DiCamillo Companion

Basing House

  • House & Family History: Basing House was a five-story 16th century house that was considered in its time to be the greatest private house in the country (it rivaled Hampton Court Palace in size and opulence). Basing was built circa 1535 for William Paulet, 1st Marquess of Winchester and treasurer to Edward VI, Queen Mary, and Queen Elizabeth, and was comprised of two linked houses: the Old House, located within a defensive ring of earthworks and incorporating the remains of a Norman motte and bailey castle, and the New House, located outside the earthen defenses; a bridge and gateway linked the two houses. During the Civil War the house was severely damaged by Parliamentary troops, who attacked Basing on three separate occasions. On October 13, 1645, with the force of Oliver Cromwell's troops behind them, the Parliamentarians took the house, looted the contents, and left the building to be destroyed by fire (Cromwell encouraged locals to use the house's remaining stone and brick for building projects). After the Glorious Revolution the 1st Duke of Bolton, who owned the Basing Estate, took down the surviving parts of the house and built a new house at Hackwood. Today only the foundations and earthworks of Basing remain. Basing House had a number of royal visitors, including Edward VI in 1552, Elizabeth I in 1560, and James I in 1603.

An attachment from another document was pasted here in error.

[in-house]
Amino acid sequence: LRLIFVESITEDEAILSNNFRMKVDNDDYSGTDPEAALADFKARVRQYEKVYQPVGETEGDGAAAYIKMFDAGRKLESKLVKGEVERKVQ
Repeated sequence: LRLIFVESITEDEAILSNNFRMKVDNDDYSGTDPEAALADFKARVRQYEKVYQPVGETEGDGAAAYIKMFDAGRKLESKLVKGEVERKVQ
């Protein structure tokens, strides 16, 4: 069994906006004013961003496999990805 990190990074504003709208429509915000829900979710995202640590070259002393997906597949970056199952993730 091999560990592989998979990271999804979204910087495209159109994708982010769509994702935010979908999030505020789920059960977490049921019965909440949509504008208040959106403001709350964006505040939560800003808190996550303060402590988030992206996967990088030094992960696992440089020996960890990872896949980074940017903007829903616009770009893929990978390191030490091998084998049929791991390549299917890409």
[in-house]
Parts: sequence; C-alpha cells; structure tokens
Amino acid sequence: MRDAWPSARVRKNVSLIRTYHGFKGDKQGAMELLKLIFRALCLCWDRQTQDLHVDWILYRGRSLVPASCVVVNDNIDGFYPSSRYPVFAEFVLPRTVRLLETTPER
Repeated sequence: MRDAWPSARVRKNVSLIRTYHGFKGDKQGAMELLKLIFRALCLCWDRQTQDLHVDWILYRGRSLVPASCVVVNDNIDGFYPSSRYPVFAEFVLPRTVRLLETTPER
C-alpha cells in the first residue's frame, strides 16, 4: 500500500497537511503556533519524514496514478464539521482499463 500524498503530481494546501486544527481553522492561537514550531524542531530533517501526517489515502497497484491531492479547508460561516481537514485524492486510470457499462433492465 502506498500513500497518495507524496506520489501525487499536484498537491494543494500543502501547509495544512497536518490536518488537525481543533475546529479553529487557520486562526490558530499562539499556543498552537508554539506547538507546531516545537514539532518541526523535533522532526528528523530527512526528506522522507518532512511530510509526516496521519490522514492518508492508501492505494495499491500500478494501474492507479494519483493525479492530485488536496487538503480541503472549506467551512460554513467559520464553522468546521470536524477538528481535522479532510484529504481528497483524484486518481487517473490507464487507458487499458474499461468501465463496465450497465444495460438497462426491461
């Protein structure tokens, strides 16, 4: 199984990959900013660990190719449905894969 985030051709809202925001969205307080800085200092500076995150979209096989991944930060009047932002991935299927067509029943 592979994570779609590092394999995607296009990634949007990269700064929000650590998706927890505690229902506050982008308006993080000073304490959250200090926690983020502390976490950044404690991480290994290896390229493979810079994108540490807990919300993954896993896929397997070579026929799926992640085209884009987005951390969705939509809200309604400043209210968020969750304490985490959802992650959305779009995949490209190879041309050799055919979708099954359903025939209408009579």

• House Listed: Grade II

    Park Listed: Grade II

  • "Pride and Prejudice and Zombies" (2016 - for the nightime graveyard scene).
  • Past Seat / Home of: William Paulet, 1st Marquess of Winchester, until 1572; John Paulet, 2nd Marquess of Winchester, 1572-76; William Paulet, 3rd Marquess of Winchester, 1576-98; William Paulet, 4th Marquess of Winchester, 1598-1628; John Paulet, 5th Marquess of Winchester, 1628-45; Charles Paulet, 1st Duke of Bolton, 17th century.

    Current Ownership Type: Government

    Primary Current Ownership Use: Visitor Attraction

    Ownership Details: Owned by Hampshire County Council, who open the grounds and ruins to the public.

  • House Open to Public: Yes

    Phone: 01256-476-294

    Website: http://hampshireculturaltrust.org.uk

    Historic Houses Member: No


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